• Sit down and talk openly and honestly about how their hearing loss affects you and your relationship with them. Assure them that they are loved and how you miss being able to enjoy things together. Make the hearing loss “our” problem not just “their” problem.
• Get them used to the idea of scheduling a regular hearing test as part of good routine health care, just like getting mammograms, checking blood pressure, testing vision, and having a colonoscopy. Set an example by getting your own hearing tested.
• Watch for health fairs that offer free screenings. Go to them together and take advantage of all the information as well as the free screenings that they may offer.
•  Help by setting up appointments with a hearing care professional.
• Stay positive – the issue could be as simple as a build-up of wax in the ear!
• Offer to drive or find someone else to drive them to their appointments.
• Check to see if their medical insurance covers hearing evaluations and hearing aids. If there is no coverage, offer to help with the cost if that is feasible for you. Check out what financial help is available at www.hearingloss.org.
• Most importantly, educate yourself about hearing loss: the different types, the causes, the psycho-social impact, and what to do if you have hearing loss. With this information under your belt, you will be ready when they are and can answer questions and steer them in the right direction.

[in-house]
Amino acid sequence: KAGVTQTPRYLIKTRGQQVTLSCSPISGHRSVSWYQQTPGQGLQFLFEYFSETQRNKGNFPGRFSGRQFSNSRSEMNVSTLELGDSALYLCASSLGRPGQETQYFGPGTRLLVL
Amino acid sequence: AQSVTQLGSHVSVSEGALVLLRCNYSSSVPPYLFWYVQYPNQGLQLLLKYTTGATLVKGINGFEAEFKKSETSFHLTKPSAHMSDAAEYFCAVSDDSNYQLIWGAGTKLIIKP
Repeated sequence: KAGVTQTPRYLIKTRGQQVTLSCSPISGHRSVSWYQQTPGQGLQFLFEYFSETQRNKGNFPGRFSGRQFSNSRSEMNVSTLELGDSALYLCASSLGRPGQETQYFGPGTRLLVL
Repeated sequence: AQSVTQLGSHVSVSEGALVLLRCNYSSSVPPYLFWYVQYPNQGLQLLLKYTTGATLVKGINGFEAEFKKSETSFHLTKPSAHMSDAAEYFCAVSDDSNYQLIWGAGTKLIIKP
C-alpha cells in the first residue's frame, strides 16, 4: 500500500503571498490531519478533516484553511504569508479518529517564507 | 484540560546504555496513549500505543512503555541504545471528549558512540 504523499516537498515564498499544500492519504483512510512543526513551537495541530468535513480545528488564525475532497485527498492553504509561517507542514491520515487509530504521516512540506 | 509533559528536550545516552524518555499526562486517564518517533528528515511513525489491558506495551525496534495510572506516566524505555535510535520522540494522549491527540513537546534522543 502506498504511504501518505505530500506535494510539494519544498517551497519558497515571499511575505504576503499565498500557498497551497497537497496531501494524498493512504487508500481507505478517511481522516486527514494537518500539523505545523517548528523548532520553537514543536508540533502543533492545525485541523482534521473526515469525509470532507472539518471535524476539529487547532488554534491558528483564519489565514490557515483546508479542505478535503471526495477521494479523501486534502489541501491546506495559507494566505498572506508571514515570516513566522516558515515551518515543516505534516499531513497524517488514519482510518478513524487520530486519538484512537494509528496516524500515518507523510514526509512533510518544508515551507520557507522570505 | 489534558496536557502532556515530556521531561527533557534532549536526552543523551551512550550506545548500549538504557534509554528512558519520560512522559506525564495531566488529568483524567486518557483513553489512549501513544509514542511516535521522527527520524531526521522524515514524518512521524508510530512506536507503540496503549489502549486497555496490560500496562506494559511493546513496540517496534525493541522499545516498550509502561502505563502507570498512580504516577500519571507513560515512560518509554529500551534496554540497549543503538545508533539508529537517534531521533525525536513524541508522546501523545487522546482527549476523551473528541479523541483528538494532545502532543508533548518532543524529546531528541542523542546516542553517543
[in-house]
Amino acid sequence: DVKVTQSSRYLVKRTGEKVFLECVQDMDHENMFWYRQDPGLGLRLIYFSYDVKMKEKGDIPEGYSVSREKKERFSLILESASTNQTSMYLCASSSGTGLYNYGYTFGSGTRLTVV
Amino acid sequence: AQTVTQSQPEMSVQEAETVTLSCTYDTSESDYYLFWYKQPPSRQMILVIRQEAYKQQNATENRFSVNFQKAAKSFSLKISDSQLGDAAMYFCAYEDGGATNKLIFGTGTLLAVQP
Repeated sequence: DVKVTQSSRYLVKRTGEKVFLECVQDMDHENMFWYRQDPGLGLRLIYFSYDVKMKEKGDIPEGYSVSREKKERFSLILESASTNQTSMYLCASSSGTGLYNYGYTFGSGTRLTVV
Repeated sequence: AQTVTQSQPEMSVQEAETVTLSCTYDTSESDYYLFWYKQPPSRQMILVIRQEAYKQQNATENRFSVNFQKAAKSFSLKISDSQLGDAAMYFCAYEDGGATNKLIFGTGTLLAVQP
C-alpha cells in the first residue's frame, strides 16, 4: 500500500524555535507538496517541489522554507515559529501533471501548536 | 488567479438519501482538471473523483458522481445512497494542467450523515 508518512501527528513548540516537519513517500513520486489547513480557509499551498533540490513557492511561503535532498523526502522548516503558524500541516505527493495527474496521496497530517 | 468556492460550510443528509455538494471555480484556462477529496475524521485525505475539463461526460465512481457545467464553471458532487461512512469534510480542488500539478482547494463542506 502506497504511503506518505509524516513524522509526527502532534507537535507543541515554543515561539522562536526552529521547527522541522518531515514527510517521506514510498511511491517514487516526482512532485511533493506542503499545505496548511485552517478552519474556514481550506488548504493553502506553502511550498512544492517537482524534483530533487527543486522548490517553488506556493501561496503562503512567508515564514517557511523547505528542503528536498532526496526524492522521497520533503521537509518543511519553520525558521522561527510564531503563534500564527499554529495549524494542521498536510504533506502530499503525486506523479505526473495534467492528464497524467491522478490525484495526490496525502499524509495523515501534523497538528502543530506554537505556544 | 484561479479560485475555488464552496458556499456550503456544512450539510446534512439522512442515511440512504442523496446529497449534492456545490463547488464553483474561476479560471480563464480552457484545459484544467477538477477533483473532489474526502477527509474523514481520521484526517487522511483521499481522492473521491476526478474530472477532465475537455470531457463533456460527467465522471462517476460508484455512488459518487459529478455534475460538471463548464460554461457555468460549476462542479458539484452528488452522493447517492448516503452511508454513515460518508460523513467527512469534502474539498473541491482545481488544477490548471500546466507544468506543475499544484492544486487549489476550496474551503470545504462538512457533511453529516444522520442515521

Meet our Audiologist: Danielle Rosier, Au.D., F-AAA
Audiologists complete, at minimum, an undergraduate and master’s level degree in audiology and a supervised clinical
fellowship program prior to obtaining state licensure and national certification.
Originally from Ocala, Dr. Rosier became interested in hearing health after observing an audiologist work with a hearing impaired patient. She was amazed at how the patient’s life transformed and decided she wanted to help people and make positive changes in their lives.
Dr. Rosier graduated Summa Cum Laude with a Bachelor of Arts degree in Communication Sciences and Disorders from the
University of Florida in 2008 and stayed in Gainesville to earn her Audiology Doctorate in 2012.  She is a recipient of the Thomas B. Abbot Excellence in Audiology Award in 2012. Dr. Rosier is also on the Board of the Hearing Loss Association in the area.
Currently a fellow of the American Academy of Audiology and the Florida Academy of Audiology, Dr. Rosier focuses on adult and pediatric diagnostic
audiometry, tinnitus evaluation and management, amplification, auditory electrophysiology, and aural rehabilitation counseling.
“Being an audiologist is my passion. Improving the quality of life for my patients and their families by offering one-on-one personalized care is so rewarding.
My goal is to empower patients to manage their hearing loss and improve their quality of life by providing patient-centered care that incorporates
evidence-based practice, compassion and expertise.”